Speaker: Professor Goong Chen from the Department of Mathematics and Institute for Quantum Science and Engineering, Texas A&M University
In this talk, we study coronavirus from a structural molecular biology point of view, with certain emphasis on how the mechanical motions of the coronavirus may play in the invasion process of healthy cells. We first give a brief introduction and survey of the biological properties of a coronavirus concerning how it moves and how it invades healthy cells. The existing models of a coronavirus are mostly built atom-by-atom by microbiologists, to the best of our knowledge. A major finding by those
researchers is the “wiggling” motion by the spikes of the virus. Such wiggling motion has been identified to play the important functions of browsing, surfing, and exploring activities in the virus’ search and roaming tofind healthy cells to invade.
A single coronavirus contains hundreds of millions or even billions of atoms. Therefore, we can build our model by continuum mechanics in lieu of a mass-spring-dashpot atom-by-atom model. A speherical shell with many spikes mimicking the shape of coronavirus has been chosen as the elasto-plastic continuum. For this small continuum, we can analyze its eigenmodes of vibration by Modal Analysis. We have found the null space of six zero-frequency modes as translations (along three coordinate axes) and rotations (pitch, roll and yaw) and then, in addition, several thousands more nontrivial modes. They include the wiggling motion, and many other more peculiar modal shapes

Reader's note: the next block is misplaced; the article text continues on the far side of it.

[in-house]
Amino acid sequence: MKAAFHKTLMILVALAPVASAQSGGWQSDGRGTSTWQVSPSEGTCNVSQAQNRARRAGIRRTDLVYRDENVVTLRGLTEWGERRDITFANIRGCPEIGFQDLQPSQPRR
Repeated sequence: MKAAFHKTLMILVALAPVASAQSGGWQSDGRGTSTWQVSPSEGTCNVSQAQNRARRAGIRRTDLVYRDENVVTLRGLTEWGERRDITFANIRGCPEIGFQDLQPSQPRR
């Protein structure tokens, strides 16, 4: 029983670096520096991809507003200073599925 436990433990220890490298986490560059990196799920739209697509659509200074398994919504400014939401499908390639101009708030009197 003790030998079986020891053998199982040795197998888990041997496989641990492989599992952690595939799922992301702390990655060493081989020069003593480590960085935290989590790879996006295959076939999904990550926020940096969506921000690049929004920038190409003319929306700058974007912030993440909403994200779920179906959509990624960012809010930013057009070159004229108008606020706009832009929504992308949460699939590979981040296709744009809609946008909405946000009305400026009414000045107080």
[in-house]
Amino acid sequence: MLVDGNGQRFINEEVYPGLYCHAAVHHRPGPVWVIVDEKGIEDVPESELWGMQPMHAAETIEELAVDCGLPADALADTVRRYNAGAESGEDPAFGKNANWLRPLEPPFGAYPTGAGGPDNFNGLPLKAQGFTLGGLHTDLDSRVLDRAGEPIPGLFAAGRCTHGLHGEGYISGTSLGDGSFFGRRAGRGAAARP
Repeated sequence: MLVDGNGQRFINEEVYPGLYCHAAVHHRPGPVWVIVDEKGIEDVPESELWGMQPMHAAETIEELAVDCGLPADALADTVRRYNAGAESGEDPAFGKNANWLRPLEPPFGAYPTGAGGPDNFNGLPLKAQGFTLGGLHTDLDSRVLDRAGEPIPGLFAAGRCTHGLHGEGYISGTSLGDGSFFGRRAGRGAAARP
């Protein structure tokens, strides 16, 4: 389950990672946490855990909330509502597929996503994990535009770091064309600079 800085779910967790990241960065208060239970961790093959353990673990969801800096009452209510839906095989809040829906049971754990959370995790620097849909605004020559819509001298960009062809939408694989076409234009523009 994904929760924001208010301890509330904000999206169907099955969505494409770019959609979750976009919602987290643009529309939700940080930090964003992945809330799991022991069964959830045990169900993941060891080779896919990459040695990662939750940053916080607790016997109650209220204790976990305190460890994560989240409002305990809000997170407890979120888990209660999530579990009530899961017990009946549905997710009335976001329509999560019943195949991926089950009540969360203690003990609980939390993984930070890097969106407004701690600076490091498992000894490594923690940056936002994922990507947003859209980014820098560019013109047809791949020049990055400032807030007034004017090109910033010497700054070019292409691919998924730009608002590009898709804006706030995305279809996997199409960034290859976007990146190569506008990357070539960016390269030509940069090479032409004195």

such as twisting, compression, embracing, locking, punching, and shaking-off actions.
We also include the modal analysis of an IgG antibody. We make some hypothetical opinions regarding how a coronavirus may interact with an antibody based on their modal analysis. Many animation videos from supercomputer computations and simulations will be shown to illustrate the motions of a coronavirus.